The first study in the ongoing phase III clinical program in CO, SONOMA-2, began in September 2005 and is expected to complete enrollment in the second half of this year. This randomized, double-blind study is comparing the efficacy of 3 mg of alfimeprase with placebo in 300 patients with occluded central venous catheters. Two-thirds of the participants are receiving alfimeprase and the remainder are receiving placebo. The primary endpoint is restoration of catheter function within 15 minutes.
Alfimeprase is also being studied in an ongoing phase III program known as the NAPA (Novel Arterial Perfusion with alfimeprase) program, for the treatment of acute peripheral arterial occlusion (PAO), or “leg attack.” The program consists of two overlapping, randomized, double-blind, multi-national trials comparing 0.3 mg/kg of alfimeprase with placebo in a total of 600 patients. The primary endpoint in both trials is avoidance of open vascular surgery within 30 days of treatment. A variety of secondary endpoints are also being evaluated, including safety endpoints such as the incidence of bleeding, and pharmacoeconomic endpoints such as length of hospital and intensive care unit (ICU) stay. The first trial in this program, NAPA-2, is expected to complete enrollment in the second half of this year. The second trial, NAPA-3, is expected to begin in early 2006 and is being conducted under a special protocol assessment from the FDA.
In January 2006, Nuvelo received fast track designation from the U.S. Food and Drug Administration (FDA) for the NAPA program. Fast track designation is reserved for new drugs that demonstrate the potential to address an unmet medical need and are intended for the treatment of a serious or life-threatening condition.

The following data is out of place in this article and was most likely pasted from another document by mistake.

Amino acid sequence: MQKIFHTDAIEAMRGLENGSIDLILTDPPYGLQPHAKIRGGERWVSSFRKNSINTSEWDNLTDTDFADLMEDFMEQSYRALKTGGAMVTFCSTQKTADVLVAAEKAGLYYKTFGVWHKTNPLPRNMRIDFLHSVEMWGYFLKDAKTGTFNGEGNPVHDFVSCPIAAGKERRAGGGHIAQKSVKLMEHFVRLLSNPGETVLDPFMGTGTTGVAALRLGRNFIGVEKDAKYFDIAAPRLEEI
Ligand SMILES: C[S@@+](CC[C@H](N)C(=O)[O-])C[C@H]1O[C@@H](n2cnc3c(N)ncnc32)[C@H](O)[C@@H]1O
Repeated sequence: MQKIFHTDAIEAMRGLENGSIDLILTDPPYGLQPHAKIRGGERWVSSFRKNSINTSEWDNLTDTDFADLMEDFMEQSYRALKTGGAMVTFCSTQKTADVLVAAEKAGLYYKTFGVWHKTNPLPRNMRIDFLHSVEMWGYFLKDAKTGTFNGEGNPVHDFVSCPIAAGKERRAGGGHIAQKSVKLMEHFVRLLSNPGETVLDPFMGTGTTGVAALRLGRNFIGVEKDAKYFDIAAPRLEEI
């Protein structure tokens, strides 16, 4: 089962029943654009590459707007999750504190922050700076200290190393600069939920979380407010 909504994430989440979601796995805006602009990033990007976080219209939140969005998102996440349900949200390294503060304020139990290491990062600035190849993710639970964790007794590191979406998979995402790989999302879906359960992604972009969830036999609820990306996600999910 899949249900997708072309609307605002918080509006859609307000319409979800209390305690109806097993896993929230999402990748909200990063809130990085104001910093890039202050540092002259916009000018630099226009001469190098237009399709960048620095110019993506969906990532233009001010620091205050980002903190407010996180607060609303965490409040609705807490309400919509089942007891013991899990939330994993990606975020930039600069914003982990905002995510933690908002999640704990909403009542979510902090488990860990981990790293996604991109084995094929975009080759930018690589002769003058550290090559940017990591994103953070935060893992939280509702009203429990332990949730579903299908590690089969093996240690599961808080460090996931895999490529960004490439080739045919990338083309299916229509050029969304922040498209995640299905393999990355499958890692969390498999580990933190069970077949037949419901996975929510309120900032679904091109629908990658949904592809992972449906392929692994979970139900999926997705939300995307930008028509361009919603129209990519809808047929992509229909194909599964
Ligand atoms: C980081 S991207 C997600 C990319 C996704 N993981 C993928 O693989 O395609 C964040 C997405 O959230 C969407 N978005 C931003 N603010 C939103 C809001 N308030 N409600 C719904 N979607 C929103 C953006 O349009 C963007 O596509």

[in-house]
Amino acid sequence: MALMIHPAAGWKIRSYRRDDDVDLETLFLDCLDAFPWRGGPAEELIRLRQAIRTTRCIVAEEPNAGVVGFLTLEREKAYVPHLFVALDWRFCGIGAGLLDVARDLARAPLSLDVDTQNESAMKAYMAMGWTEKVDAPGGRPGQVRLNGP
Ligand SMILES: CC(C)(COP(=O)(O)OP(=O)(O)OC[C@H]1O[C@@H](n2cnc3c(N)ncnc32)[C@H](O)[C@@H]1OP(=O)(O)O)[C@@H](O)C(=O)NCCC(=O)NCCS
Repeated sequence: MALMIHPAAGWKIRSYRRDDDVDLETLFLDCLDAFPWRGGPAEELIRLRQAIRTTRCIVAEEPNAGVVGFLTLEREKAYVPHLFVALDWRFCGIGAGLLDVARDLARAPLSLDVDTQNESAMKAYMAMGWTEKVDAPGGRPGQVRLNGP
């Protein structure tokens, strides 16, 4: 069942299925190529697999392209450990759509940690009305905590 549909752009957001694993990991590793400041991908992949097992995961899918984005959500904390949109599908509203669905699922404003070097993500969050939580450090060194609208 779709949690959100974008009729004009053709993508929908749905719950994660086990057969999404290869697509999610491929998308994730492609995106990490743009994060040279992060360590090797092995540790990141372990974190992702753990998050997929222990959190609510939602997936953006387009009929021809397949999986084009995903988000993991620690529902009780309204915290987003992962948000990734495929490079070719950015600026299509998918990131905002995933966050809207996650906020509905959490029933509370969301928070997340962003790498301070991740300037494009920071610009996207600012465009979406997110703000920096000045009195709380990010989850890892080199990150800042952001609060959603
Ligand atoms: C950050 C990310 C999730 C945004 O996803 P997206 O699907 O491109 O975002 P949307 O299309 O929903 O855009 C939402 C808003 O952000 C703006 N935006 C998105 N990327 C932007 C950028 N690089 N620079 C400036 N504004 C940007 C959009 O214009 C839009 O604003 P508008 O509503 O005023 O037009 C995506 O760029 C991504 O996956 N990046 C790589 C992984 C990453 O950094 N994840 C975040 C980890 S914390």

In addition, Nuvelo recently announced plans to initiate a phase II trial of alfimeprase for the treatment of ischemic stroke in the second half of 2006, and a phase II trial of alfimeprase for the treatment of deep venous thrombosis in 2007.
About Bayer HealthCare AG
Bayer HealthCare AG, a subsidiary of Bayer AG, is one of the world’s leading, innovative companies in the health care and medical products industry. In 2004, the Bayer HealthCare subgroup generated sales amounting to some 8.5 billion Euro.
The company combines the global activities of the divisions Animal Health, Consumer Care, Diabetes Care, Diagnostics and Pharmaceuticals. Since January 1, 2006 the new Pharmaceutical Division consists of the former Biological Products and Pharmaceutical Division and now comprises three business units: Hematology/Cardiology; Oncology and Primary Care.
Bayer HealthCare employed 35,300 people worldwide in 2004.
Bayer HealthCare’s aim is to discover and manufacture innovative products that will improve human and animal health worldwide. The products enhance well-being and quality of life by diagnosing, preventing and treating disease.
This news release contains forward-looking statements based on current assumptions and forecasts made by Bayer Group management. Various known and unknown risks, uncertainties and other factors could lead to material differences between the actual future results, financial situation, development or performance of the company and the estimates given here. These factors include those discussed in our public reports filed with the Frankfurt Stock Exchange and with the U.S. Securities and Exchange Commission (including our Form 20-F).The company assumes no liability whatsoever to update these forward-looking statements or to conform them to future events or developments.